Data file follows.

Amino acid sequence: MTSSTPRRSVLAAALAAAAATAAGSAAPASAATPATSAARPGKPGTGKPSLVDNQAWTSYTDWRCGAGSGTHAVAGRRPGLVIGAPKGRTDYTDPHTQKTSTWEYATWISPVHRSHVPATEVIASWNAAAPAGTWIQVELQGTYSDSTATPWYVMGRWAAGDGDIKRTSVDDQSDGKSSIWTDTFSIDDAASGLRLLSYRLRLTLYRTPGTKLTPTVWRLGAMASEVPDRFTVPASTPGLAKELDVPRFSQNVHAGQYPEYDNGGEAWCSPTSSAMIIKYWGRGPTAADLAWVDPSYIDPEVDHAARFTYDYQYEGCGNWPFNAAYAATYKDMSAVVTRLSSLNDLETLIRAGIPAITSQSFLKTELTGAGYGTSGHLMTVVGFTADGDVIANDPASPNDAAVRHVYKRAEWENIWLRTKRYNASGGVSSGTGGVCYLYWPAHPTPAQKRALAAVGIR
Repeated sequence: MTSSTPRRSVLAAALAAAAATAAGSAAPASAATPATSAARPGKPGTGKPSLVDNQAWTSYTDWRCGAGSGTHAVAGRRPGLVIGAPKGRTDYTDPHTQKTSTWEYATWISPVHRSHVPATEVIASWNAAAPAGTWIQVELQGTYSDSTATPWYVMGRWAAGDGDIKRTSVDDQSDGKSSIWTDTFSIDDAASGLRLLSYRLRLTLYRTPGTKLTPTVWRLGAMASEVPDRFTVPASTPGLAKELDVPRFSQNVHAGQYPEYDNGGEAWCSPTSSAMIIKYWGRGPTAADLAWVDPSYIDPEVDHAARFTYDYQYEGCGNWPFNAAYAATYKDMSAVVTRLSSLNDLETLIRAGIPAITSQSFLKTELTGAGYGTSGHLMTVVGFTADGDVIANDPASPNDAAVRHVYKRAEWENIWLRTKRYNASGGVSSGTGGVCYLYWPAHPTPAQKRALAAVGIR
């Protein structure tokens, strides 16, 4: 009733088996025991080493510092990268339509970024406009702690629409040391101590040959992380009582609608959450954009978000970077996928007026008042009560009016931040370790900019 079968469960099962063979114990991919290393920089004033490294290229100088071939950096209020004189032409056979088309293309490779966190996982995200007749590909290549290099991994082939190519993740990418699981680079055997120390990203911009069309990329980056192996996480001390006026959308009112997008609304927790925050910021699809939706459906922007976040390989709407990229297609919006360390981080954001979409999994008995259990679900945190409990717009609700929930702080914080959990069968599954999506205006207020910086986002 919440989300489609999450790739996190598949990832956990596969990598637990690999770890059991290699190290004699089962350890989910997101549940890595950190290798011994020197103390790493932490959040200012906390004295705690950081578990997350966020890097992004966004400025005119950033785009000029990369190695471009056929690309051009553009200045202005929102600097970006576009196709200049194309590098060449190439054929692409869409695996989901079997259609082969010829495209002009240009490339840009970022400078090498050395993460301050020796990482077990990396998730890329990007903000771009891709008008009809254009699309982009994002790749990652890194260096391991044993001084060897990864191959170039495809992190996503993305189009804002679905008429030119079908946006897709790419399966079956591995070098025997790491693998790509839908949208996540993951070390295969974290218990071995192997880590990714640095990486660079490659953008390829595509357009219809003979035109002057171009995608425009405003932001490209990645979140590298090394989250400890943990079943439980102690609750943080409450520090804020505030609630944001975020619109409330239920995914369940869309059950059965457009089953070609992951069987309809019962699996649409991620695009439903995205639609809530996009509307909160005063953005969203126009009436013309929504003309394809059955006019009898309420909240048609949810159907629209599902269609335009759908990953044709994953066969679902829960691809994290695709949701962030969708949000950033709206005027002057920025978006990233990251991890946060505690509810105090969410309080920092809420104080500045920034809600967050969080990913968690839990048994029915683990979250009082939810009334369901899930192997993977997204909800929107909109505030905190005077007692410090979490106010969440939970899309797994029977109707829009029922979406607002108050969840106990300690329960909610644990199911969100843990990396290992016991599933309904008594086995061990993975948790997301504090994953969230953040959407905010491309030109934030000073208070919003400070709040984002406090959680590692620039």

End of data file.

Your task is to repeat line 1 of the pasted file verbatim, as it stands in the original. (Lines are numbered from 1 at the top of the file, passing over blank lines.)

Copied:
Amino acid sequence: MTSSTPRRSVLAAALAAAAATAAGSAAPASAATPATSAARPGKPGTGKPSLVDNQAWTSYTDWRCGAGSGTHAVAGRRPGLVIGAPKGRTDYTDPHTQKTSTWEYATWISPVHRSHVPATEVIASWNAAAPAGTWIQVELQGTYSDSTATPWYVMGRWAAGDGDIKRTSVDDQSDGKSSIWTDTFSIDDAASGLRLLSYRLRLTLYRTPGTKLTPTVWRLGAMASEVPDRFTVPASTPGLAKELDVPRFSQNVHAGQYPEYDNGGEAWCSPTSSAMIIKYWGRGPTAADLAWVDPSYIDPEVDHAARFTYDYQYEGCGNWPFNAAYAATYKDMSAVVTRLSSLNDLETLIRAGIPAITSQSFLKTELTGAGYGTSGHLMTVVGFTADGDVIANDPASPNDAAVRHVYKRAEWENIWLRTKRYNASGGVSSGTGGVCYLYWPAHPTPAQKRALAAVGIR